There is no doubt that demand for premium coffee is growing. Worldwide, retail prices of speciality coffee beans surpassed $20 per pound in 2015 – and in the UK, single-serve coffee pods were one of March’s additions to the list of products used by the Office for National Statistics to calculate inflation.
But, according to Torz, consumers are still struggling to differentiate between hyped-up mass market beans and the good stuff. “Unfortunately, there are still a lot of companies in the coffee world trading commodity level product with a speciality name and price tag and then subsiding all of their other more difficult business with that volume,” he said.
“We don’t do that – all of the coffee that we work with is of a particular high quality, and we don’t cross-subsidise it with more cost effective lines. Sometimes it’s a struggle to get across to consumers where the extra value is.”
Yet while this lack of awareness sounds frustrating, it is clearly not something Torz loses sleep over, such is his enthusiasm for the product itself. “We avoid the temptation to dumb it down because, at the end of the day, I’m just a huge believer that if you build it, they will come,” he explained. “We try and focus on increasing understanding instead. If people want to find out more about things, we have the answers within the business.”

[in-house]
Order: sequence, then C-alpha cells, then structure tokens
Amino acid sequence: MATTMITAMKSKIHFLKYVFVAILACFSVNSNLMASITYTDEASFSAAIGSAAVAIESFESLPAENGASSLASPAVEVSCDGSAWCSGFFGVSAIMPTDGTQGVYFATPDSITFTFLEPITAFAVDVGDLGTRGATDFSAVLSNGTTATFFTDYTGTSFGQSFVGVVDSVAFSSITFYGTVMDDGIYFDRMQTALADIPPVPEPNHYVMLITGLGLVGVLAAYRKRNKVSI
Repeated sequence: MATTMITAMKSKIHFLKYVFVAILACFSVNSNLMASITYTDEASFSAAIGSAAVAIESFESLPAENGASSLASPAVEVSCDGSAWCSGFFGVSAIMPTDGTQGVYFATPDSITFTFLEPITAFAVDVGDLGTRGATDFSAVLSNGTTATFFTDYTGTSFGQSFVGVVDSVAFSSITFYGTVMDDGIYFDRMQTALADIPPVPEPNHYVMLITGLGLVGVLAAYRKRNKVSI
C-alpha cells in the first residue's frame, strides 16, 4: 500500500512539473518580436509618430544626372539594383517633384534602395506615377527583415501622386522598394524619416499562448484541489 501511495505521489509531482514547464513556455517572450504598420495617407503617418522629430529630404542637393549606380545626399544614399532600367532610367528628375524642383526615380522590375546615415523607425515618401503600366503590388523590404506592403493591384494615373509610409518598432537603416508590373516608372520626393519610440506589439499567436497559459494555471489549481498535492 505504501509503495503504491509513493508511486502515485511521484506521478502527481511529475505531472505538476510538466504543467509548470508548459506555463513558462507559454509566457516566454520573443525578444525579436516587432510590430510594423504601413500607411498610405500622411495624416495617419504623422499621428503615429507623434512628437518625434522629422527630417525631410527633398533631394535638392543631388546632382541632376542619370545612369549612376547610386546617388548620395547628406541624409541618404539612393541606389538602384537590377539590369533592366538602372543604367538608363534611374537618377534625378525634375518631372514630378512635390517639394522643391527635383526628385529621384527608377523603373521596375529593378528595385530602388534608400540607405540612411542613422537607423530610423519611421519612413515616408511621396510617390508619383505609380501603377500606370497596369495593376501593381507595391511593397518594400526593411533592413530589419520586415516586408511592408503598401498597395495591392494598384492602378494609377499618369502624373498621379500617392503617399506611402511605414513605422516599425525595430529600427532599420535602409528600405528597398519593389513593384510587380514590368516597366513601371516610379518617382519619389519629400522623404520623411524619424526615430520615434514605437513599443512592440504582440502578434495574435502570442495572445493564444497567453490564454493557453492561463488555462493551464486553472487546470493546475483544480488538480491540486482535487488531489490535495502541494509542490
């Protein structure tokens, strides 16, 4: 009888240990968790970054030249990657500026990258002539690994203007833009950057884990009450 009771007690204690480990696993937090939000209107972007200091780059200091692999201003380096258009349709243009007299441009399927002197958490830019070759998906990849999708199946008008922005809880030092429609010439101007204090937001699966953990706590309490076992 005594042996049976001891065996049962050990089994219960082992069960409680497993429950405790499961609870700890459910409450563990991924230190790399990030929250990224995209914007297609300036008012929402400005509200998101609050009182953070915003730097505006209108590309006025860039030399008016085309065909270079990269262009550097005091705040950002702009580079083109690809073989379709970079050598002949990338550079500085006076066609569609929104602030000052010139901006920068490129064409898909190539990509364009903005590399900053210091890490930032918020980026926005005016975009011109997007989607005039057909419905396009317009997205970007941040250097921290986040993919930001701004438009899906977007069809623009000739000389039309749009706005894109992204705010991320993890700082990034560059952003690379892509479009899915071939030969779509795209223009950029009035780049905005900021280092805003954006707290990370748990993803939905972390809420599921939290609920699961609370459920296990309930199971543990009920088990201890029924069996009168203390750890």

As well as educating the British public about coffee, Union Hand-Roasted has also played an important role in improving the capabilities of the workforce in the areas where it sources beans from. The company was the first British firm to see the potential of coffee from Rwanda when it was recovering from a civil war in the early 2000s.
“The country produces fantastic coffee now, but it took us three or four years to train people there to understand what our market wants, the quality they need to produce, and critically, how to taste for that and understand it,” said Torz
In the early days of his company, this meant a lot of visits abroad. “We were travelling 12 to 15 weeks a year, spending a lot of money on travel that other small business owners might not choose to do,” he explained.
“But we knew it was going to be important in the long term, it was part of our key foundation. Today, because of the work that we’ve done, the standard of the harvest is better, so it needs less technical intervention after,” Torz added.